Mercifully, the tide of glossy plastic that made last year's models so downright unattractive seems to be passing. HP went through a massive redesign of their notebooks that resulted in a vastly simplified, unibody-MacBook-inspired line of sleek, attractive machines. ASUS is making a jump to rubberized and matte plastics on their consumer and gaming machines. Sony VAIO notebooks are as attractive as ever. And Dell's machines have become nicely understated, a far cry from ancient eyesores like the Inspiron E1505 you may still see people carrying around.

Next week Vivek will be walking you through the portable, the ultra-portable, and the downright diminutive notebooks and netbooks on the market and helping you decide which one is right for your needs. This week, however, I'll be picking out the best machines on the market for individuals looking for more desktop-replacement-sized fare. Battery life isn't as big of a factor here, given the larger sizes and increased performance, but we'll try to note any laptops that happen to do better than average in that area.

Portable Notebook
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  • Dustin Sklavos - Wednesday, June 30, 2010 - link

    If you're willing to spend up that much, Sony's 13.1" Z series can be upgraded to a 1080p screen. :) Reply
  • bji - Thursday, July 01, 2010 - link

    Thank you for that information. I was unaware of that model and it looks very interesting. The only drawbacks are the glossy screen and the non-fanless CPU. But it's definitely got the weight and the pixel count going for it. I wish it were 14 inches ... Reply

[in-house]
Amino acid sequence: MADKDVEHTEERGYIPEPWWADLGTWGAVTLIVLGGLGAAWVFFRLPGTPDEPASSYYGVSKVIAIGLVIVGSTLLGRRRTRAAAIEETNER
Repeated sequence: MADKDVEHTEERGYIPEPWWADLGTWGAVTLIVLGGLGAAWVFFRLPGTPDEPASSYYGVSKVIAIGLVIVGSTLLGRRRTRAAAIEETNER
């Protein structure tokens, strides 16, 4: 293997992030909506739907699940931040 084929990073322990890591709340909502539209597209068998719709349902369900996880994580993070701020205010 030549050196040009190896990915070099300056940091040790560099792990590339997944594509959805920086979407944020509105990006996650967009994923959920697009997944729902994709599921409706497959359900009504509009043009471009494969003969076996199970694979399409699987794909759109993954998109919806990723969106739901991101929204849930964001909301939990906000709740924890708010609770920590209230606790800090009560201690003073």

• hko45 - Wednesday, June 30, 2010 - link

    The Dell Studio 17 might be okay, but for a DTR graphics WS, I'd take the Precision M6500 any day. Besides having the i7-920XM, up to 16 GB of RAM, USB-3, Nvidia Quadro FX 3800M card, and WUXGA RGBLED, you can also use the available E-Port Plus docking station when you're at home base with its 2 DVI and 2 DP ports for multiple displays. Reply
  • JarredWalton - Wednesday, June 30, 2010 - link

    The Precision M6500 is a huge step up in price, mostly because you have to go with higher end options. I would agree build quality is better, but for many multimedia people the Quadro cards aren't necessary. You can get the RGB LED 1080p on the Studio 17 with 720QM for ~$1300 with a 3-year warranty. The cheapest quad-core M6500 is going to run upwards of $2500. Worth it for some? Definitely. But you want to make sure you really need those upgraded components. Reply
  • hko45 - Wednesday, June 30, 2010 - link

    The real selling point for me is the availability of the E-Port Plus docking station for the Precision lineup. While I may be willing to make-do while on the road, coming home to two calibrated monitors to do my main PhotoShop post processing is the deal maker. I do my "dream" shopping on the main Dell site to see what configuration options are available, and then I keep checking on the Outlet page until something acceptable comes up.

    Incidentally, another reason to go with the Precision (or Vostro or Latitude) is ProSupport, which I don't think you can get on Dell's consumer side. Give me real English-speaking NA support any day.